Android has some powerful accessibility tools that can make using a smartphone easier. “Voice Access” is one that can help if you have trouble manipulating a touch screen. We’ll show you how to make it work only when you’re looking.

What is “Voice Access”?

“Voice Access” is an Android accessibility app that allows people to use their voice to open apps, navigate the user interface, and edit text. It’s aimed at people who may have difficulty using their fingers to get around a touch screen.

It can do the basic things you’d expect, but there’s also a lot more advanced stuff. Here’s a short video to show off what it can do.

You can see how its capabilities go beyond simply opening apps. It can control many things on the screen and even scroll for you. Voice Access differs from Google Assistant in that you don’t need to be conversational. Instead of saying “open subscriptions,” you simply say “subscriptions.”

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There are several ways that you can use Voice Access, depending on how much you need it. Voice Access can be listening whenever the screen is on, be manually started with a shortcut, or activated with a Google Assistant command.

We’ll show you a feature called “Gaze Detection” that will have it listen when you’re actively looking at the display.

RELATED: How to Change the Size of Text, Icons, and More in Android

How to Enable Voice Access Gaze Detection

At the time of writing in June 2021, Gaze Detection is in beta. You will need to opt-in to the beta in the Google Play Store. To do so, visit the Play Store listing for Voice Access and select “Join” from the Beta Program card.

Join the beta program.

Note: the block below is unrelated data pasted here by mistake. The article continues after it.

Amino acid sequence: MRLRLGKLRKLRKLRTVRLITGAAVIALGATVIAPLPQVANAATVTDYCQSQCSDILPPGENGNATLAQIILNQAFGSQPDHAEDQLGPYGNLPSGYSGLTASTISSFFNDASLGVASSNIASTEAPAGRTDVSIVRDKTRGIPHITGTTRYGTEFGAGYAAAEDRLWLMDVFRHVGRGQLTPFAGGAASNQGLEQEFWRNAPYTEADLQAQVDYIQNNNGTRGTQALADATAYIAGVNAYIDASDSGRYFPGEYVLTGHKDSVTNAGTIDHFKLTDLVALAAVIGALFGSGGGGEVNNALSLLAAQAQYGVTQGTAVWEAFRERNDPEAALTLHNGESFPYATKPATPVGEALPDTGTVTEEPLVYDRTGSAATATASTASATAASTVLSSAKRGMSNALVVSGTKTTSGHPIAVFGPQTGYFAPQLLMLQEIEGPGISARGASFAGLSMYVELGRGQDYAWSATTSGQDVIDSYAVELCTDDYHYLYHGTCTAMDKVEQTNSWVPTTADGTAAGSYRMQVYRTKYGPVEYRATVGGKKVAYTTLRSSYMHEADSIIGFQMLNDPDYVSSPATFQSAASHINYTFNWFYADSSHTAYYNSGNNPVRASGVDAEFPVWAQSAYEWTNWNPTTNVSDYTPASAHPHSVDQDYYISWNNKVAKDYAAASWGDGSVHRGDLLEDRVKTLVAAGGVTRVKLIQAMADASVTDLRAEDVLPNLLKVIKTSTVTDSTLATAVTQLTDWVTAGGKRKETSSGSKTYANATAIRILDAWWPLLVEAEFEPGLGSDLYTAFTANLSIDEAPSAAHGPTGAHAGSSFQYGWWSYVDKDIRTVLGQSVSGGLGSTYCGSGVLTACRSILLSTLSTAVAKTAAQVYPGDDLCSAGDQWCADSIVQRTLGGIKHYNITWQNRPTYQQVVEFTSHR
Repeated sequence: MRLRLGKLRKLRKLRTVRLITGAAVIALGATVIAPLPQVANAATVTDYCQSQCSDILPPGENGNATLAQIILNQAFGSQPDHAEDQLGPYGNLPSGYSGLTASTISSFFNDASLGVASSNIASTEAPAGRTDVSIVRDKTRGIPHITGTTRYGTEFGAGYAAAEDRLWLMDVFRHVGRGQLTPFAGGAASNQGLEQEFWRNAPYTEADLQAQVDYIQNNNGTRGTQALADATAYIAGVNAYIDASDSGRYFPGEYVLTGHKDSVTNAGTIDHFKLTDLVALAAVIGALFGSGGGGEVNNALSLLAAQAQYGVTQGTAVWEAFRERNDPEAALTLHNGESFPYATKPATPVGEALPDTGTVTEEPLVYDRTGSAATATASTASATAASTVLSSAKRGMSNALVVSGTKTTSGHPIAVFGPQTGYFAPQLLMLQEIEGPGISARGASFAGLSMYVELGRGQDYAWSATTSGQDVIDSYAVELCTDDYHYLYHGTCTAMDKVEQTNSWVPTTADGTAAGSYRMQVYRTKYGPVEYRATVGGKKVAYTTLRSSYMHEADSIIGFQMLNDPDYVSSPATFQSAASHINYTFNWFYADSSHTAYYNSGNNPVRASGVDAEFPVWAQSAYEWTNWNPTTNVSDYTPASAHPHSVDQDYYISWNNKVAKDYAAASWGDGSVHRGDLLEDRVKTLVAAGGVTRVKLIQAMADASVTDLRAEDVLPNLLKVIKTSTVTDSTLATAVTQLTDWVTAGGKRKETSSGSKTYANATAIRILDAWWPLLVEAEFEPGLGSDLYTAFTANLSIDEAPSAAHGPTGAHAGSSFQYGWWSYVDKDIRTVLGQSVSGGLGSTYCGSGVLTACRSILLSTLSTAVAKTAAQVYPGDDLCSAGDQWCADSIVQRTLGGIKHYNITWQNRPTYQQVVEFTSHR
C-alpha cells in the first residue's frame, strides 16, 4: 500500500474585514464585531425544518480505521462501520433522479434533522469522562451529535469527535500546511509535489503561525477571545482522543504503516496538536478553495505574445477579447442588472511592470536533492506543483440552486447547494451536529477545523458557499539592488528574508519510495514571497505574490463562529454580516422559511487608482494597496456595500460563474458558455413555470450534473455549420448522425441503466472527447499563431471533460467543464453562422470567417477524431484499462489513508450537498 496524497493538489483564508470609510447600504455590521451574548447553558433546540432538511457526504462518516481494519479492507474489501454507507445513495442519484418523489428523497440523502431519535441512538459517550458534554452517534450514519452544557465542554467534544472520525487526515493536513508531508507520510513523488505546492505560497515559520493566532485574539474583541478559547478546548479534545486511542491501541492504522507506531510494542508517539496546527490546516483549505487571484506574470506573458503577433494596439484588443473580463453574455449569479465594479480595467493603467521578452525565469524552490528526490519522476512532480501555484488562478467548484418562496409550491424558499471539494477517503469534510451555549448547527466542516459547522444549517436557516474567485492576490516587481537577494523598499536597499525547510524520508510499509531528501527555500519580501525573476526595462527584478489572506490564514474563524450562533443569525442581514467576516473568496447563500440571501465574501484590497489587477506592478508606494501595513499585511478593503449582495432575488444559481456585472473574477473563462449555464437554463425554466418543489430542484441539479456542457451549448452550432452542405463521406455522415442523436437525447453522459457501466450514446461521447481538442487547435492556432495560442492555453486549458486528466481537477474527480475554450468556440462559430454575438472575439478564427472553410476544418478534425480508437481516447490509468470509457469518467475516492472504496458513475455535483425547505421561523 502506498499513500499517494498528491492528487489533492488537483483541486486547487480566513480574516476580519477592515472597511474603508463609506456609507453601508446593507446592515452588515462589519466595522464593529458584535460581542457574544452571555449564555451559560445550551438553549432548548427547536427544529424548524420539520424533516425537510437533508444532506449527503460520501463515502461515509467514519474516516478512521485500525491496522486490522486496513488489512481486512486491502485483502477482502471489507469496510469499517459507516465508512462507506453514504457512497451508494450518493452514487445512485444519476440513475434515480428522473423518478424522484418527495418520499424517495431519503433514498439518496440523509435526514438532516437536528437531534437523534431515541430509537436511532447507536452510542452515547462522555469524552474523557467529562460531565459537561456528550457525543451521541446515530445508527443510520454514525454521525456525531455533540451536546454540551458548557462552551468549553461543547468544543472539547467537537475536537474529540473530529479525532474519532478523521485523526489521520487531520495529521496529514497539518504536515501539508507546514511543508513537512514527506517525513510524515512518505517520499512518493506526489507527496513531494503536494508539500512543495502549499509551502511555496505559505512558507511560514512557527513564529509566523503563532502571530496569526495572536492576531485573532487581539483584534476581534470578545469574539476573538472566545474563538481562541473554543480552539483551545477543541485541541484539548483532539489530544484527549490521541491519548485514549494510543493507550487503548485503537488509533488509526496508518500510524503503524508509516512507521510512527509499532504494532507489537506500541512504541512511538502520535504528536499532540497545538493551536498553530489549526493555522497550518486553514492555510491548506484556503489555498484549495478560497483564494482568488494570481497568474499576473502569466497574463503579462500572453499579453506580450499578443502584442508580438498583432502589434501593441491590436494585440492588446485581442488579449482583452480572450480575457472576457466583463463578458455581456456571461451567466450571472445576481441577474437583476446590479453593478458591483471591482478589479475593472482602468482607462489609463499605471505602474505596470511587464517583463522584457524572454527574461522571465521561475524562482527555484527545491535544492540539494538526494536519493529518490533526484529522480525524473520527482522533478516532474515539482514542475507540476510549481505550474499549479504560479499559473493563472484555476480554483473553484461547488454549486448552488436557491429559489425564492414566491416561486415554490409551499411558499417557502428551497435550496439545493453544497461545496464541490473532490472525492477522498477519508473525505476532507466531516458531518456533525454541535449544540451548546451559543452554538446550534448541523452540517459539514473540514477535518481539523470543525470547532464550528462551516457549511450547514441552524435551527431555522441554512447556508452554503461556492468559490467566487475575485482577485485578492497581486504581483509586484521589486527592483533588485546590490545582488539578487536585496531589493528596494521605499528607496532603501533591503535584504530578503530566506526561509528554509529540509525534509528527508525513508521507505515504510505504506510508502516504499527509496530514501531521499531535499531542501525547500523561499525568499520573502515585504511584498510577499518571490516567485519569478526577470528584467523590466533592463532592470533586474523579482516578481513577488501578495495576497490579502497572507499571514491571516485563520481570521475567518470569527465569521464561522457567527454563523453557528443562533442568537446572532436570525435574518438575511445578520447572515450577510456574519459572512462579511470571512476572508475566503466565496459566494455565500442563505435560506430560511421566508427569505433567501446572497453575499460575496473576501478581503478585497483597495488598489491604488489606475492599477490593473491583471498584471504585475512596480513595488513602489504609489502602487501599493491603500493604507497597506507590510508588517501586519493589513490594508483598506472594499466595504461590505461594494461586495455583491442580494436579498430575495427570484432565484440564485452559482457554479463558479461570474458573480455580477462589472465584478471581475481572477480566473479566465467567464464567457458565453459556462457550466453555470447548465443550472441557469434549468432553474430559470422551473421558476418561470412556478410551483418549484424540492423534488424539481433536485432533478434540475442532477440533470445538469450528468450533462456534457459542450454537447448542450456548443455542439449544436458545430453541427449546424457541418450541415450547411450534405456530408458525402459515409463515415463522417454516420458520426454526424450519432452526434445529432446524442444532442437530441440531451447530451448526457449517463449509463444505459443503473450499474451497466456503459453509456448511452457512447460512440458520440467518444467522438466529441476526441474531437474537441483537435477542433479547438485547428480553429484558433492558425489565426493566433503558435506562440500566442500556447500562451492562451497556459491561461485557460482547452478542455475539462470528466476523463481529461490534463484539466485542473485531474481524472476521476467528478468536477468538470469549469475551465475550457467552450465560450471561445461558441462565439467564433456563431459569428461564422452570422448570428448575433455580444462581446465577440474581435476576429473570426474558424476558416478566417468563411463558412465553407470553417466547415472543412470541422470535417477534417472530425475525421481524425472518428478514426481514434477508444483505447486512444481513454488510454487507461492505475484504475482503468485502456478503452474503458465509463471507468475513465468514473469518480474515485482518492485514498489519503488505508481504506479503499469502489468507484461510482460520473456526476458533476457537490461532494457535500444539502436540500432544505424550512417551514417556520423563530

Now you’ll have to wait a few minutes for an update for the app to arrive. After that, we’re ready to get started. When you first launch the app, you’ll be asked to turn it on in the Accessibility Settings. Tap “OK.”

Give Voice Access accessibility permissions.

Find “Voice Access” from the Accessibility Settings.

Find "Voice Access" from the Accessibility Settings.

Toggle the switch on to “Use Voice Access.”

Toggle the switch on to "Use Voice Access."

You’ll be asked to allow some pretty big permissions, which is necessary for Voice Access’s powerful features. Tap “Allow” if you’re okay with that.

Tap "Allow" if you agree to permissions.

Now we can go to the Voice Access Settings, found on the same screen.

Go to the Voice Access "Settings."

Scroll all the way down to the “Setup” section and tap “More Options.”

Scroll all the way down to the "Setup" section and tap "More Options."

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At the bottom, you’ll see a toggle for “Gaze Detection.” Turn it on.

At the bottom, you'll see a toggle for "Gaze Detection." Turn it on.

Now, when Voice Access is running, you’ll see a little face icon in the status bar area. Voice Command will only listen to your voice when it detects your face looking at the screen.

Looking at the screen / Not looking at the screen.

For anyone who relies on Voice Access to control their Android smartphone, this is a great little trick. You won’t have to worry about the app listening when you’re not actively using the device. For more information about what Voice Access can do, check out Google’s full list of commands.

RELATED: How to Add Accessibility Features to Google Chrome

Joe Fedewa Joe Fedewa
Joe Fedewa is a Staff Writer at How-To Geek. He has close to a decade of experience covering consumer technology and previously worked as a News Editor at XDA Developers. Joe loves all things technology and is also an avid DIYer at heart. He has written thousands of articles, hundreds of tutorials, and dozens of reviews.
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